You arrive at the airport, your well-practised English packed into your brain as carefully as the contents of your suitcase. You have an extensive vocabulary. You read English every day. You email colleagues all over the world in international English.
You’re confident that you’ve finally mastered all the verb tenses in English. You know your “would” from your “could”. You can throw phrasal verbs into any conversation … though you’d prefer English speakers to stick to their perfectly adequate Latin verbs instead of fooling around with prepositions.
You’ve been studying English, off and on, for ten years. Your CV says “full professional proficiency“. You’re ready.
But this is the first time you’ve actually been to an English-speaking country. If you don’t count the school trip when you were 14 and none of your classmates lifted their eyes from screens to look at the tourist sights. You certainly don’t remember anyone speaking English that weekend.
So this is it. You’re a little bit nervous. But excited. Then it happens.
You smilingly approach the information desk and ask a question. The assistant looks blankly at you and you feel slightly irritated. You repeat your enquiry and she says something. You start to feel cold. You don’t recognise a single word. You can’t even identify a word. You pull yourself together and repeat your question, more insistently this time. You’re feeling frustrated, embarrassed and anxious. What should you do now?
- revert to your own language and ask if she speaks it?
- say nothing, just stand there?
- keep repeating the question, louder each time?
- run away and hide in the toilets?
- get your phone out and book the first flight home?
- say “Could you speak more slowly, please?” or just “slow“, dragging the word out to give it emphasis?
You know the answer.
If you look angry and frightened (which you are), she’s more likely to be impatient. Right now, you need her help. So smile again. Smiling makes people want to help you.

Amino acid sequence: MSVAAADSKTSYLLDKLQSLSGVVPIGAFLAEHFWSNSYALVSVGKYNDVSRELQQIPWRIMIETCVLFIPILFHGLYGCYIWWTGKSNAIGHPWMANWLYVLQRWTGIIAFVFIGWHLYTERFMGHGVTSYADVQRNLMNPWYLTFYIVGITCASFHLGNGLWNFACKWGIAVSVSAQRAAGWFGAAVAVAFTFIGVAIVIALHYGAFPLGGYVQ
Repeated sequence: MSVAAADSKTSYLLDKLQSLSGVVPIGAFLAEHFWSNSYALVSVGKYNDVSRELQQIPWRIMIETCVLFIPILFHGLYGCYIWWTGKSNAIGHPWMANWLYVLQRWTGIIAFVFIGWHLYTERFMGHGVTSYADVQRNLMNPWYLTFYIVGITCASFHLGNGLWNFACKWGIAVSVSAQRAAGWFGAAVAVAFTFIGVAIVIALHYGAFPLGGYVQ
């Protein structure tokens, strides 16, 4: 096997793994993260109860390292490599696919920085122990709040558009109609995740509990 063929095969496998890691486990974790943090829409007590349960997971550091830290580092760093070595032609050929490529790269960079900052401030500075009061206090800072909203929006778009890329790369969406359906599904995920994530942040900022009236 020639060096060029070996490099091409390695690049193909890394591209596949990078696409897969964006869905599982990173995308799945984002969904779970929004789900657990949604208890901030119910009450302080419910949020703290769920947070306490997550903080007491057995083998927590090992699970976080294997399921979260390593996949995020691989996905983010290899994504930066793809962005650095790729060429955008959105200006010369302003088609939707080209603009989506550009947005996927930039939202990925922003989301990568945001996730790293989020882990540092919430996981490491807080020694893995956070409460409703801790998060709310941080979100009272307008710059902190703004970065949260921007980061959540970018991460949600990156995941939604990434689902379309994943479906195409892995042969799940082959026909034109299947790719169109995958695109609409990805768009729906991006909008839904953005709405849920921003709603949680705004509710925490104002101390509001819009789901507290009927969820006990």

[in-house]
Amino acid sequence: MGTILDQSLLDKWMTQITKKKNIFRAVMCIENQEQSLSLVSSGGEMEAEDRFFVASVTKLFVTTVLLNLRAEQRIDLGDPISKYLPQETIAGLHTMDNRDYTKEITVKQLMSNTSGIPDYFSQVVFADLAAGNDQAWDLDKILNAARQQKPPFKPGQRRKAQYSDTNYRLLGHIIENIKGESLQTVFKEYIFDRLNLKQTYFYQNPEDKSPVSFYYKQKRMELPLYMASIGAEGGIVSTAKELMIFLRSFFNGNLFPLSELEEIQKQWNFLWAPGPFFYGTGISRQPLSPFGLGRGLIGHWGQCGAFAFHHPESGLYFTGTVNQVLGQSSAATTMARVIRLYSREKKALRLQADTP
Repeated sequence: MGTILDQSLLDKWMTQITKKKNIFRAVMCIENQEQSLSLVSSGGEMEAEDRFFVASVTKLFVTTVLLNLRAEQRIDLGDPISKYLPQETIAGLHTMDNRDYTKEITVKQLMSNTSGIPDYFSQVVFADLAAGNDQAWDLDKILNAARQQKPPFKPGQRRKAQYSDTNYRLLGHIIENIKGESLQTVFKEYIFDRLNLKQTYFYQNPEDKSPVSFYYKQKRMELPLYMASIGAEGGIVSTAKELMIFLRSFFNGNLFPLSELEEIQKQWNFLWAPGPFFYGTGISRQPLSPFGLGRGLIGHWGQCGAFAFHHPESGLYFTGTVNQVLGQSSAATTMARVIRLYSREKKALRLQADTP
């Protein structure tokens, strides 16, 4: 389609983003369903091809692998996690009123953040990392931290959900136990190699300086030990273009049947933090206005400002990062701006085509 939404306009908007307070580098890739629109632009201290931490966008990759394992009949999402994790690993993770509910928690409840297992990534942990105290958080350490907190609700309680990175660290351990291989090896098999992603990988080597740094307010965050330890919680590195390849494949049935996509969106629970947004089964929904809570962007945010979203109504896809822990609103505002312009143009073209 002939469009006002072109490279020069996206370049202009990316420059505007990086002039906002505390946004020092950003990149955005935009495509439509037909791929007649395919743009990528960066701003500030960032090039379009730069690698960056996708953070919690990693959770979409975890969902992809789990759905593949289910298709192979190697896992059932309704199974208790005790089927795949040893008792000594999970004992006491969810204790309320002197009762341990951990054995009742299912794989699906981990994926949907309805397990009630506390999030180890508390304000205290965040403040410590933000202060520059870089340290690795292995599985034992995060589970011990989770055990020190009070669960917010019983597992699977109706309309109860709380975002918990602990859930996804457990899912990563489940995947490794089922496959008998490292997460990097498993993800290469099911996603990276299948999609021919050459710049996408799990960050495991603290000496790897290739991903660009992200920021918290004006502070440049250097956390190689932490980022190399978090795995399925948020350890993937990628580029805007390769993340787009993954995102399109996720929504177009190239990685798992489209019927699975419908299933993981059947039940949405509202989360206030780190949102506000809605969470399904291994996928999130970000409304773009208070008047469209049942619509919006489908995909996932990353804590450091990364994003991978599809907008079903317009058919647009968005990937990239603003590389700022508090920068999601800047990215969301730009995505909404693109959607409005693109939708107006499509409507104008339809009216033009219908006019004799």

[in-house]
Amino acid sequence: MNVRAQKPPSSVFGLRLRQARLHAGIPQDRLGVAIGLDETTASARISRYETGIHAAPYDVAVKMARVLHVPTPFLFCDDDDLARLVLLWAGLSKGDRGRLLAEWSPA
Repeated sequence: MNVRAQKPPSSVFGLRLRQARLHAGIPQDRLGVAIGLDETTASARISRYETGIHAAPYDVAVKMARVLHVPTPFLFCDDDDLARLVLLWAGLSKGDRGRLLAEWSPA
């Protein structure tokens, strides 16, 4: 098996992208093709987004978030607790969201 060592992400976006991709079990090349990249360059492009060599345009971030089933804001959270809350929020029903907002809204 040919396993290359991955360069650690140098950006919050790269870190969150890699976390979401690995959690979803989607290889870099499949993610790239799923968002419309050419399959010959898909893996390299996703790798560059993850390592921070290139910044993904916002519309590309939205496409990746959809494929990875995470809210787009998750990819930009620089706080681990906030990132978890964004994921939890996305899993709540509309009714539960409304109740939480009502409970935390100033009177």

Say “slowly” as many times as you need to, until she slows down. If she speeds up again, ask her to “speak slowly“. If you still don’t understand, say “I don’t understand. Slowly, please“. Don’t let her panic you.
If you’re lucky, she’ll choose different words after a while and you’ll be able to follow what she’s saying. If she has a strong regional accent or is using very informal language, you might never know what she’s telling you. Don’t worry. She’s the first native speaker you’ve met here. She won’t be the last. Don’t let one bad experience knock your confidence.
One client sobbed as she told me that after 20 years of studying English, she had finally gone on holiday to Scotland. Arriving at Edinburgh airport, she proudly spoke English to the first staff member she met. He couldn’t understand her, she got angry … and she didn’t try to speak English again. Not on that holiday. Not for the next three years until she finally plucked up the courage to contact me for lessons. Her English was good but she had allowed that single moment to shatter her confidence.
Now, I’ve answered the question “What should you do when you don’t understand?” but you might prefer to ask how you can avoid this kind of situation altogether.
Listen to English. All day. Every day. Or as frequently as possible. You don’t even have to be very active in your listening. Just let the intonation, phrasing, consonants and vowels wash over you. It’s all beneficial. Hearing English in the background is as important as sometimes listening to it with full attention.
Listen to the news. International stories are easier to follow, because you’re probably already familiar with the context, but it’s important to learn about current affairs in the UK, the USA and other English-speaking countries. This will help you to understand the conversations you hear, and you’ll meet the vocabulary you’ll need to participate in those discussions.
If you need English for specific professional, academic or leisure reasons, focus on the language you’ll need. But don’t neglect everyday conversation topics. You might find yourself at the dinner table with conference delegates who want to ask you about your family, or sharing a café table with a stranger who decides to make small talk.
Try to get used to hearing a variety of accents. Some will always be more difficult than others, but that’s true in every country.